I’ve worked in frontline social care for many years and I’ve lost count of the number of people, including family and friends, who’ve told me that anyone can do this job.
Care work is a skilled and unique profession that deserves recognition, respect and celebration. The skills and expertise care workers demonstrate every day make a significant difference to people’s lives. This is not always fully appreciated or understood until people experience this care first hand.
The efforts of care workers go well beyond simple physical care; they provide companionship and psychological support and invest large parts of themselves into their roles. No value can be placed on the ability to make someone laugh or smile and make their day better. The role is complex and requires high levels of patience and empathy.
It is time to finally recognise care work as a profession, akin to nursing, physiotherapy, or dentistry. That’s why we celebrated Professional Care Workers’ Day on the 4th of September – a day of recognition for the amazing work that care workers do every day.
On that day especially, we wanted to shout out loud that care workers are skilled professionals who need to be better respected and valued. We asked the industry to come together and applaud those who are there day in and day out, in the snow, scorching sun and pouring rain, at night, on the weekends, at Christmas and Easter.
I strongly believe that professionalisation (via registration, a robust training framework and professional development opportunities) is essential to ensure good-quality care. At NACAS, we believe that everybody should receive outstanding care. We also constantly remind people that care workers cannot be expected to deliver care with respect if they do not receive it themselves.
Registration of care workers is the driving mission of the National Association of Care and Support Workers. We have submitted evidence to both social care all-party parliamentary groups, focusing on registration as a route to professionalisation. Supported by good training and professional development opportunities, and together with better pay and working conditions, this should dramatically improve the quality of available care. But all of this has to be supported by increased funding from the Government.
Many other professions that involve looking after people’s health and wellbeing require qualification and registration already. They have industry standards transferable from one employer to another and formal opportunities for personal development. In healthcare, professionals are regulated and supported with their training and continuous professional development. This means more consistent care, improved standards and staff who feel supported in their roles.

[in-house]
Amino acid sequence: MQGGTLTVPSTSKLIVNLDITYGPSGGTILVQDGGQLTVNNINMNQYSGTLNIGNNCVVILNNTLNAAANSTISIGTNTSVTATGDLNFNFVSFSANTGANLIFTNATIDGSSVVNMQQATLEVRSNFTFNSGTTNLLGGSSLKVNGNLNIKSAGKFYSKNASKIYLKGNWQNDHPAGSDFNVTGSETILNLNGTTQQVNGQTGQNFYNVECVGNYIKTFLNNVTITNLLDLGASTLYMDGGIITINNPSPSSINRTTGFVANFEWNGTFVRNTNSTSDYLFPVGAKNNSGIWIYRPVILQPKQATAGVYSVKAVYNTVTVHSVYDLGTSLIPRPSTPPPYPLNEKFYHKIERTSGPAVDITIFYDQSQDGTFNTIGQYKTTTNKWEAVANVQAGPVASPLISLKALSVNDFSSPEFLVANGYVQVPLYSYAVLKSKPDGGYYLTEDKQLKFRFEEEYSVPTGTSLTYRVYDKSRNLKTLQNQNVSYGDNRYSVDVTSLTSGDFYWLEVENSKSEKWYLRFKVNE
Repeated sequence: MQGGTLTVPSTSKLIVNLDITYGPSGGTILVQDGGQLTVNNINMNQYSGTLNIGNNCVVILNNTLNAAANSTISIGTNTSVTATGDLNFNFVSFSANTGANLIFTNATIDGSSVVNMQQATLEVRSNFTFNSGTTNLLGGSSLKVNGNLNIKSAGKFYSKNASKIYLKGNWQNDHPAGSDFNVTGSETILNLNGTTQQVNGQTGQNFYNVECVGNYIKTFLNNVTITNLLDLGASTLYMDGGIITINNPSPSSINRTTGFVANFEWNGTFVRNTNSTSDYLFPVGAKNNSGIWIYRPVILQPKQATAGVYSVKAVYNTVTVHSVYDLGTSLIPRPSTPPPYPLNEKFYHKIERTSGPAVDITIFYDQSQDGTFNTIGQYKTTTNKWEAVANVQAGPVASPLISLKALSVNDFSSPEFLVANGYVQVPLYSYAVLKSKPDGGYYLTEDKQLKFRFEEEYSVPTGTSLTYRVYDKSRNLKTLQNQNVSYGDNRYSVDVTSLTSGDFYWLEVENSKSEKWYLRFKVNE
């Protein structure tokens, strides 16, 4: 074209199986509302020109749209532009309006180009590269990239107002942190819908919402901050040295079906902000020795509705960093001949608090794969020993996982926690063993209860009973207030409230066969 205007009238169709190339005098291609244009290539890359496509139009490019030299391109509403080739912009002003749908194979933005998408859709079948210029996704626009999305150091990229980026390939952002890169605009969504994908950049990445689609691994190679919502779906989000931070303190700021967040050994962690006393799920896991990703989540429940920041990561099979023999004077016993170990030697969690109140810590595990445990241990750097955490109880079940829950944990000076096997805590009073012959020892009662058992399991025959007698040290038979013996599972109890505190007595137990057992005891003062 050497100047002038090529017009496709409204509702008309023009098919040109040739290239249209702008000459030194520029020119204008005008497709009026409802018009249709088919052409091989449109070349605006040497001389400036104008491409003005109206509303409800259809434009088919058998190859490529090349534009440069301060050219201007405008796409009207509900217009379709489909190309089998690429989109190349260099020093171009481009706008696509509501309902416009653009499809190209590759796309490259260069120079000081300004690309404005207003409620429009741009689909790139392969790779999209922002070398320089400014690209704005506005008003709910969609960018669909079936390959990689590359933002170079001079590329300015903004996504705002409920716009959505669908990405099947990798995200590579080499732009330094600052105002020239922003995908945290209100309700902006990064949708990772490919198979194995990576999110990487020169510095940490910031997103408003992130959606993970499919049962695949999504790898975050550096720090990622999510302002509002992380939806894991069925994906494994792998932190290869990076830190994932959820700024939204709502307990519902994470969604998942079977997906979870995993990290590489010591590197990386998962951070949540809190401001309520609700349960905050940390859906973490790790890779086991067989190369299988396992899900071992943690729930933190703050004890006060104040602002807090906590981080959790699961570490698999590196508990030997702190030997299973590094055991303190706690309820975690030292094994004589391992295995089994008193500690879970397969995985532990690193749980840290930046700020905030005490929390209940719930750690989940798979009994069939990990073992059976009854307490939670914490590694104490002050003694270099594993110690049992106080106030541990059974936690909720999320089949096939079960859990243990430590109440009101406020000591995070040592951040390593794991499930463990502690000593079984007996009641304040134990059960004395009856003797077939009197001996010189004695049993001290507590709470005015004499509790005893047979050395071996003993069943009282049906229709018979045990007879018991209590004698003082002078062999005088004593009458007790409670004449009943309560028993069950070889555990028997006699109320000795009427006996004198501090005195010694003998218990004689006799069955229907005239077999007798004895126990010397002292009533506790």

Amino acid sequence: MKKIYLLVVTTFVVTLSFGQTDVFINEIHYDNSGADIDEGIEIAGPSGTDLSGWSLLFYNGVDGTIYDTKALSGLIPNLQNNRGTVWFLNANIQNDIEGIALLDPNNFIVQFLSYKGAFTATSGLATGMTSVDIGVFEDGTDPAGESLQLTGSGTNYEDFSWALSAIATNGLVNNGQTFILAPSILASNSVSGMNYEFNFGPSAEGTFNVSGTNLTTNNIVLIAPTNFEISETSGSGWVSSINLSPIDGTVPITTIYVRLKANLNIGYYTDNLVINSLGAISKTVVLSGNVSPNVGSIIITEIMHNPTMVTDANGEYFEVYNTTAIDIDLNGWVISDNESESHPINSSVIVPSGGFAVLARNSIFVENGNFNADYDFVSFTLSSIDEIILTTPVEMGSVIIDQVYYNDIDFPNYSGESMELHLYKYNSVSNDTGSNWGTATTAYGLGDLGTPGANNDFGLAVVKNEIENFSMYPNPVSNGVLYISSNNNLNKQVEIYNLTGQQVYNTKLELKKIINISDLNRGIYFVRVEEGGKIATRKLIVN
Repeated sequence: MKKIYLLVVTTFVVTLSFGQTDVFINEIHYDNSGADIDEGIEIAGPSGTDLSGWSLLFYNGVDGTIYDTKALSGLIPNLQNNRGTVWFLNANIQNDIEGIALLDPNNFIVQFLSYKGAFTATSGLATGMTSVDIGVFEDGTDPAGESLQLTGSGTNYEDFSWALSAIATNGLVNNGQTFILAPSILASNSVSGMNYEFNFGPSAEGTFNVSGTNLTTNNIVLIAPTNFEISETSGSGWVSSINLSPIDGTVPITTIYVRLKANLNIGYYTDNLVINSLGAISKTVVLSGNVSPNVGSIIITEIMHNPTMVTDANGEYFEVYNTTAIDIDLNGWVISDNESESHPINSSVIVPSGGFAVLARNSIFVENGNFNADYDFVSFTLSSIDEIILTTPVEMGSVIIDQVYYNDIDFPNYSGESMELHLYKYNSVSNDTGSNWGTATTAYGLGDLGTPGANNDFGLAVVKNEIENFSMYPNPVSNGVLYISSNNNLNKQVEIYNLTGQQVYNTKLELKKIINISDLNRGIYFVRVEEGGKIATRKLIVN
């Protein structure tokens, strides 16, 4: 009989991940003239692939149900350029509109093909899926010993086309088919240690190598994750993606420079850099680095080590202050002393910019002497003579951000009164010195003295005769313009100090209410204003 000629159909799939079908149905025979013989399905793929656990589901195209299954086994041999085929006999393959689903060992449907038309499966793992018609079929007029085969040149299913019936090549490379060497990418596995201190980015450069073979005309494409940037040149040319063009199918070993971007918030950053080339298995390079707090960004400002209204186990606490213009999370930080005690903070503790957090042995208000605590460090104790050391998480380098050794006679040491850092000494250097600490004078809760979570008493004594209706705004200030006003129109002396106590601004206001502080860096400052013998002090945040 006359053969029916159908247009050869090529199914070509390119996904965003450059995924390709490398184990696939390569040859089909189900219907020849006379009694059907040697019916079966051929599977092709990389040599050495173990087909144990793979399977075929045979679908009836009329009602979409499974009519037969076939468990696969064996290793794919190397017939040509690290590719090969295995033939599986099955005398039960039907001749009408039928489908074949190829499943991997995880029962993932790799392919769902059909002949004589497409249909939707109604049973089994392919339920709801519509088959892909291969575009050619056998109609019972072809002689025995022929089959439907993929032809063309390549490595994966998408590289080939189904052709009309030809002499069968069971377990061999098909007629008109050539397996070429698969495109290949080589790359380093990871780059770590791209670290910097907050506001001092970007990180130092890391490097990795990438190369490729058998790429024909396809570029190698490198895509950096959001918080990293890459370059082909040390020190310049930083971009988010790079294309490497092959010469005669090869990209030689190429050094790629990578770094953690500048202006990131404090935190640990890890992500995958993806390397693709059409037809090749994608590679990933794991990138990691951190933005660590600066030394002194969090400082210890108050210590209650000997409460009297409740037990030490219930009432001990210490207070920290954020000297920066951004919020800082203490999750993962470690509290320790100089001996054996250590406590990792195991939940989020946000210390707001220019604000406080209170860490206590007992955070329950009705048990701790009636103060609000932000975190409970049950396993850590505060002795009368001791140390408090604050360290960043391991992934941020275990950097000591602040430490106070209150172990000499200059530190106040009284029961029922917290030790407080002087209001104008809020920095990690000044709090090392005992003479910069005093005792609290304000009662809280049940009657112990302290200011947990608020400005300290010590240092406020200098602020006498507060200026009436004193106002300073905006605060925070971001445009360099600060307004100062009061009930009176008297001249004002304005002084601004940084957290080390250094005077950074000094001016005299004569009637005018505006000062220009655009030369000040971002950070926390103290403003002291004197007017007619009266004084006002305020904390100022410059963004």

It is time for the care industry to come together to demand the same.
We want to protect people who use services and care workers themselves. Being registered should give care workers access to appropriate levels of training and make it easier to deal with breaches of contract and bullying in the workplace.
Registration should look at competence and recognise the skills and knowledge that can be gained after a few years’ experience. It should not be a system that accepts only a single qualification, as that would exclude a large portion of the workforce. It must be adaptable and enable staff to demonstrate the care, compassion and skill needed to do the job. Care workers should feel proud to register and be able to maintain the required level of skill to retain their registration.
Registration should not be seen as limiting an individual’s choice but that, the same way we have only qualified dentists or nurses, only people with the right values and skills should be available. The choice will still be plentiful, just much safer.
We have recently launched a petition demanding a professional register for care workers. We hope that as many people as possible will sign it so we can fight for this important change.
Both Professional Care Workers’ Day and the petition for registration are part of our social movement; we are driving towards professionalisation of the workforce, to benefit the whole of society.
The movement also aims to educate people outside of the social care sector about care work and abolish myths that the job boils down to personal care.
We are on a mission to drive the quality of care upwards and ensure that the workforce responsible for this amazing care is properly paid, trained and included in decision-making at every level.
Karolina Gerlich is Chief Executive and Founding Director of the National Association of Care and Support Workers. Twitter: @KGerlich777